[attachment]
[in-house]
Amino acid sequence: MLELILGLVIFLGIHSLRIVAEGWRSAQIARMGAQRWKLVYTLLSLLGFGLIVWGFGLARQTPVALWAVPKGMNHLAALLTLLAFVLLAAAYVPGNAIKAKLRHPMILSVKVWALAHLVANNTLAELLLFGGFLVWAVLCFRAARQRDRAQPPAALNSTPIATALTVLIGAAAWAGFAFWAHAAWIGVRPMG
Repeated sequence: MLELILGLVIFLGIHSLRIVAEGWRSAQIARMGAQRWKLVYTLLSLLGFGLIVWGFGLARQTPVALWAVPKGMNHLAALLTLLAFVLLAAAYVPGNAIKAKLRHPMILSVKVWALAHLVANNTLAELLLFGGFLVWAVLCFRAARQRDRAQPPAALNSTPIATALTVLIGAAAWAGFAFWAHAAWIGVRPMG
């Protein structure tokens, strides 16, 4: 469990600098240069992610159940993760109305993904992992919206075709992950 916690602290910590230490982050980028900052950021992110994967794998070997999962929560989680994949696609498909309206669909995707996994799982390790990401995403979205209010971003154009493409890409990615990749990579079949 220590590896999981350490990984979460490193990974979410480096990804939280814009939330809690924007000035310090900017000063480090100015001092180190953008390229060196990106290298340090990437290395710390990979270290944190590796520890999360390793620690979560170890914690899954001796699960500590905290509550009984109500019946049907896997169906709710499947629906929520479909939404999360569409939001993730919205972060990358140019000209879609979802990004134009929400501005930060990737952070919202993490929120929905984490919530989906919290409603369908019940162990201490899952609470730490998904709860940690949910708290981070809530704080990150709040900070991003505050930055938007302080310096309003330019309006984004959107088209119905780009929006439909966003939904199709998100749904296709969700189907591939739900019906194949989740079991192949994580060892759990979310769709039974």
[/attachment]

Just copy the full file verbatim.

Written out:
[in-house]
Amino acid sequence: MLELILGLVIFLGIHSLRIVAEGWRSAQIARMGAQRWKLVYTLLSLLGFGLIVWGFGLARQTPVALWAVPKGMNHLAALLTLLAFVLLAAAYVPGNAIKAKLRHPMILSVKVWALAHLVANNTLAELLLFGGFLVWAVLCFRAARQRDRAQPPAALNSTPIATALTVLIGAAAWAGFAFWAHAAWIGVRPMG
Repeated sequence: MLELILGLVIFLGIHSLRIVAEGWRSAQIARMGAQRWKLVYTLLSLLGFGLIVWGFGLARQTPVALWAVPKGMNHLAALLTLLAFVLLAAAYVPGNAIKAKLRHPMILSVKVWALAHLVANNTLAELLLFGGFLVWAVLCFRAARQRDRAQPPAALNSTPIATALTVLIGAAAWAGFAFWAHAAWIGVRPMG
């Protein structure tokens, strides 16, 4: 469990600098240069992610159940993760109305993904992992919206075709992950 916690602290910590230490982050980028900052950021992110994967794998070997999962929560989680994949696609498909309206669909995707996994799982390790990401995403979205209010971003154009493409890409990615990749990579079949 220590590896999981350490990984979460490193990974979410480096990804939280814009939330809690924007000035310090900017000063480090100015001092180190953008390229060196990106290298340090990437290395710390990979270290944190590796520890999360390793620690979560170890914690899954001796699960500590905290509550009984109500019946049907896997169906709710499947629906929520479909939404999360569409939001993730919205972060990358140019000209879609979802990004134009929400501005930060990737952070919202993490929120929905984490919530989906919290409603369908019940162990201490899952609470730490998904709860940690949910708290981070809530704080990150709040900070991003505050930055938007302080310096309003330019309006984004959107088209119905780009929006439909966003939904199709998100749904296709969700189907591939739900019906194949989740079991192949994580060892759990979310769709039974």